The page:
Tuesday, October 10, 2017

Rouge, Beauty and Rationing during WW11

'Beauty was a Duty" during WWII

Rationing, during World War II, affected everyone and everything. Women, in particular, became adept at creativity when it came to their appearance. 'All for the nation's morale', they exclaimed, believing that, by looking good, they helped boost their own morale as well as the morale of other women, of men away at war and the morale of everyone at home, trying to survive day to day. 
Reversing its initial decision to stop the manufacture of cosmetics, the British government realised how important it was for women to 'look good' and supported the production of cosmetics throughout the war, although made with inferior ingredients and in reduced quantities. 
"It would be an added calamity if war turned us into a nation of frights and slovens," admonished Vogue magazine. Women's magazines and other media encourage women to keep chic. To do so became patriotic.
In the Forties, blush or cheek colour was known as rouge. Companies like Bourjois, Coty and Mury packaged compressed powder, in shades of pinks and reds, in delicate, feminine cardboard pots. Some came with fabric puffs and others came without (but with an explanation!).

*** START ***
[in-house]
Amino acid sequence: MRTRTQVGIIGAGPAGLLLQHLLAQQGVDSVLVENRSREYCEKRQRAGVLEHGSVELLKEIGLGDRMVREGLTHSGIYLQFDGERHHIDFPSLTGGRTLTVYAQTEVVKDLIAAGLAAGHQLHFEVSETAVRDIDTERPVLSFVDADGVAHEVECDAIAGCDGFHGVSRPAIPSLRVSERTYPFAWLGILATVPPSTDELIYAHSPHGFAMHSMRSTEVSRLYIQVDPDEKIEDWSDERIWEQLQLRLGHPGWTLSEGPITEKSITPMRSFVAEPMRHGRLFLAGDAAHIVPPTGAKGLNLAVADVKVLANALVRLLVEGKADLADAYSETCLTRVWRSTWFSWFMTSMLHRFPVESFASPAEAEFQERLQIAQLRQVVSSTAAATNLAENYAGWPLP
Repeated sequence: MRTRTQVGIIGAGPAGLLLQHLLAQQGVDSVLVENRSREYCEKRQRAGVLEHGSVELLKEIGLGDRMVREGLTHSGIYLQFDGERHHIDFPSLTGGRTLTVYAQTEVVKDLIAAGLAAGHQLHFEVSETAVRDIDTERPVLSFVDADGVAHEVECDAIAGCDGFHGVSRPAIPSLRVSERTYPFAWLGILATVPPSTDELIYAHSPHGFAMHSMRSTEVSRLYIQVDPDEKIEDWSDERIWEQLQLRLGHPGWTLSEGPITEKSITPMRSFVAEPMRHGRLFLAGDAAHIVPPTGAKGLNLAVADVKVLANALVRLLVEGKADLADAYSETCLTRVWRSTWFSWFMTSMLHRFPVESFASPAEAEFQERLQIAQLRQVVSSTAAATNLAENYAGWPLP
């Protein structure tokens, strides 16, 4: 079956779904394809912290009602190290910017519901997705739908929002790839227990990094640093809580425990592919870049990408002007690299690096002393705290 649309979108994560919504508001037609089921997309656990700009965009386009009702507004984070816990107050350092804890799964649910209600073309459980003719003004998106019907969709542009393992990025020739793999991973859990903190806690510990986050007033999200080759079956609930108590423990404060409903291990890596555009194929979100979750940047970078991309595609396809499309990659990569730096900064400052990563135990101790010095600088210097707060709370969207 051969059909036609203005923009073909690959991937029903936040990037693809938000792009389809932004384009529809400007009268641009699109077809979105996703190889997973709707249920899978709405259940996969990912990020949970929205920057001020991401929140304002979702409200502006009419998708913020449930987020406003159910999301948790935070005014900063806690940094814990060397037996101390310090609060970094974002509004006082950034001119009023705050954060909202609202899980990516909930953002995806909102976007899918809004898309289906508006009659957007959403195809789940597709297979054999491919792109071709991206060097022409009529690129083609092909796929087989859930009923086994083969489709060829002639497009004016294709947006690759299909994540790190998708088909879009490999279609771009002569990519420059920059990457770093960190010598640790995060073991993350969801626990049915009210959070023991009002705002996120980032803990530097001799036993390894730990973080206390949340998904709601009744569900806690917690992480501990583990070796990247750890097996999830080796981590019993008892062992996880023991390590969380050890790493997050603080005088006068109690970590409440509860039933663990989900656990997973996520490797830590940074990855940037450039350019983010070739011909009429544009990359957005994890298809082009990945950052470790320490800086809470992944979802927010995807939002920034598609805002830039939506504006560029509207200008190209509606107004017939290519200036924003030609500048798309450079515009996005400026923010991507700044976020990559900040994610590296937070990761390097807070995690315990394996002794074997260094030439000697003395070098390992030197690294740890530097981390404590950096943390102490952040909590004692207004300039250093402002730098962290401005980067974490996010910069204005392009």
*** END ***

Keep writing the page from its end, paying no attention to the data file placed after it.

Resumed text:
Many of the major cosmetic companies (such as Coty, Max Factor, Helena Rubinstein, Yardley, Mury, Rimmel) marketed their products to target specific patriotic needs. In the US, for instance, Max Factor sold a powder called ‘Pan Cake', an early version of foundation that was originally used as theatrical make-up, 'in six lovely shades all compatible with service uniforms'. Max Factor also sold Lip Pomade, made from petroleum jelly, which added a gloss finish to matte lipstick (the only kind of lipstick available at the time).
During times of severest rationing, women, who refused to be beaten, turned their creativity into 'fun' that stoically united them: beetroot juice was used as a stain for lips; burnt cork or boot polish as mascara; and gravy browning, watered down chicory coffee or cold tea-stained legs made for stockings.
All this, on top of everything else they had to do, was in an effort to 'keep up appearances'. How empowering!